You don't have to upload an entire album, singles can be released too but uploading an album is usually cheaper overall. It depends what you want to do.

Relase Timeline - Buffalo Gone

Day 0 - Submitted to CD Baby Thursday 3rd November.

Day 1 - The album was ready on their site within 24 hours.

I could then create a player to add to my website. However, I wanted to wait until the album had been made available on iTunes and Amazon before I announced it to the world.

The album was then in a 'Being Inspected' mode. This is a frustrating time because you simply have no idea how long the process is going to take. As I have gone for a 'PRO' release (i.e. where CD Baby liase with your elected PRO organisation) this stage possibly took longer than if I had gone for the non-PRO option (like I did on my first album).

Day 5 morning - I was requested to give my final approval and inspection in order for them to submit for digital distribution to other providers. So I listened to each track, using their approval page - mainly to make sure they were all the correct length and that there were no audible glitches and checked the other details for spelling etc. I then approved the release.

They quote that it can take 1-8 weeks to complete the digital distribution to all parties (32 in total - although you can excluded certain ones if you wish to). I am most interested in iTune, Amazon US, Amazon UK, and Google Play. However, all of these were delivered within an hour and it was then up to iTunes, Amazon, and Google to publish them of their sites etc. so keep searching them until they show the album as available.

Day 5 afternoon - iTunes was the first to appear with the album only a couple of hours after my approval was submitted.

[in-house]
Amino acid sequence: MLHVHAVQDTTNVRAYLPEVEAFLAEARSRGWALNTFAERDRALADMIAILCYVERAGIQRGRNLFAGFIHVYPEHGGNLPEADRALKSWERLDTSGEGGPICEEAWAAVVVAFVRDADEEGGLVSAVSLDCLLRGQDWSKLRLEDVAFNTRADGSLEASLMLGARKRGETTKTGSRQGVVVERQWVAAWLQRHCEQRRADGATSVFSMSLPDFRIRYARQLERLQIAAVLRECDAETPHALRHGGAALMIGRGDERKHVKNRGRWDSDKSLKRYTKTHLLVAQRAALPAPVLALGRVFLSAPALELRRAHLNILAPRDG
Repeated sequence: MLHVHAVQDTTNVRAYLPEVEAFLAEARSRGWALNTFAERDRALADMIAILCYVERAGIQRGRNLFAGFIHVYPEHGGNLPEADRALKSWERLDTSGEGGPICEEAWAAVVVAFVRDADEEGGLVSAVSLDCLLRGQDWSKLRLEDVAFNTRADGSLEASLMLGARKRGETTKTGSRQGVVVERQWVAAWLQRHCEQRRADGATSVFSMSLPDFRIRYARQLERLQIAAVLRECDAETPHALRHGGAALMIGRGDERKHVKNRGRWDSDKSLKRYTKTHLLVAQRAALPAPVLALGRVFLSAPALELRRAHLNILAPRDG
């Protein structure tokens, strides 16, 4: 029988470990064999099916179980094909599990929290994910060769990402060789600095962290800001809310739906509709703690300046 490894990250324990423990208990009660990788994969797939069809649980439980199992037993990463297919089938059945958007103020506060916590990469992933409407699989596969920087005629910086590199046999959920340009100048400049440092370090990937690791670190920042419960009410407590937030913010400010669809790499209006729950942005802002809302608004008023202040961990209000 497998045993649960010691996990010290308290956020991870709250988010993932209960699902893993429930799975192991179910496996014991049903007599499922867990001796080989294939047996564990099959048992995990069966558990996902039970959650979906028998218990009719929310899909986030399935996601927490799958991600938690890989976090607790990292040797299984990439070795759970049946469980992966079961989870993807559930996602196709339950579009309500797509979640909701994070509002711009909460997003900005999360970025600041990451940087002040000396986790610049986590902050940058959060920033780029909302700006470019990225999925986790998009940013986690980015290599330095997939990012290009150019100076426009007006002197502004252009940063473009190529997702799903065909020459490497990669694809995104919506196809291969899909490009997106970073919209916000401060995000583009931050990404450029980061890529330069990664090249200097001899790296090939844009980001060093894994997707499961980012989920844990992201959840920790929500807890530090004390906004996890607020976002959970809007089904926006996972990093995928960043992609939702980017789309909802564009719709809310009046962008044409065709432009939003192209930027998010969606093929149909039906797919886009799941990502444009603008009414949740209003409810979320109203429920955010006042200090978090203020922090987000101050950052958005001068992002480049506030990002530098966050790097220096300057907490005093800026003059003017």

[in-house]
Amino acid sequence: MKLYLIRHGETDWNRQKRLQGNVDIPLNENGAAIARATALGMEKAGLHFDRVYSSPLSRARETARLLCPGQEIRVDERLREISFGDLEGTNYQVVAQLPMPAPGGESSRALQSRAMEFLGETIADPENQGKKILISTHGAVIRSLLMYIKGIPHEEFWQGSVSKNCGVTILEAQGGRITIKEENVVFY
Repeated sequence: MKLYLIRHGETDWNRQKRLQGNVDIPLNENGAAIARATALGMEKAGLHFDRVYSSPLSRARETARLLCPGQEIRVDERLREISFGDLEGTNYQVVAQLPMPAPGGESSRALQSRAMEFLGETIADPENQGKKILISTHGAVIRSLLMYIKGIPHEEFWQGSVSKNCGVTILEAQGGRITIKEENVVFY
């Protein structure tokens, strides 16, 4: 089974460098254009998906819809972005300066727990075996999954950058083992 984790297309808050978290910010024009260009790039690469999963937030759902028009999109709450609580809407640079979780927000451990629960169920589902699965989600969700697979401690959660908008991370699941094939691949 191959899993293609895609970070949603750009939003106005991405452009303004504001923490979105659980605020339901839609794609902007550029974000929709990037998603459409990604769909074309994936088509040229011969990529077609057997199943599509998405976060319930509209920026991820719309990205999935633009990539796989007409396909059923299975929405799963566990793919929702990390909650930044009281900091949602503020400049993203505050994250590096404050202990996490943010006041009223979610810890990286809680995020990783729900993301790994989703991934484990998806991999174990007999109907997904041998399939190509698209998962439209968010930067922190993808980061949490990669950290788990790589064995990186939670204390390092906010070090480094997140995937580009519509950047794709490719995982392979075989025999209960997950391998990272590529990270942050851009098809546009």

Day 5 afternoon - Next was Google Play only minutes after iTunes.

Day 6 morning - Amazon US and UK were in place.

Because I registered for a PRO release, I had to add Performing Rights Organization membership information for each songwriter (just me in my case). I also had to add my PRO details and select the songs that needed to be registered with them on my behalf. Finally, because I live outside of the US I also had to fill a form to ensure that I do not accidentally pay US tax on any proceeds.

Day 6 afternoon - Announced the release on Facebook.

The release of Demon in the Floor

Pretty much the same time periods occurred with this release except that there are now more digital partners to release the music to.

Amazon was one of the longest to update; Amazon US updated first at 10 days but Amazon UK didn't update! I waited several weeks before contacting CD Baby (Amazon are impossible to contact unless it's about a delivery or a return). CD Baby then took a wek to reply and said they had re-issued it to Amazon and it then appeared the next day.

It is also interesting that CD Baby are now sending to Tencent which distributes throughout China - potentially a new, and very large market.

Also, this time I didn't bother with the CD Baby embedded player (playing only snippets) because there are now embedded players available from other sources (namely Spotify and iTunes Music). However, it is true that if someone buys your songs from CD Baby then you will gain the maximum profit, I have found that this has never happened so I may as well embed a player that will at least earn me a little money.

Again, I went for a PRO release where your song information is automatically sent to your Performing Rights Organization, in my case it took around a week for all the songs from the album to appear in their database.


This is just an overview of how I released my music. If you decide to do the same, you will find much more detailed and up-to-date information on the site that you choose to use.

Some of the facilities and options will only be applicable to residents of certain countries so you must investigate for yourself. For example, when I first used CD Baby, only residents of the United States and Canada could use the 'PRO' option where such things as Performing Rights Organisation membership was taken care of for you. Since then, however, the UK has been added. So back then I had to do a little more leg-work than I would now setting up for the first time.

Good luck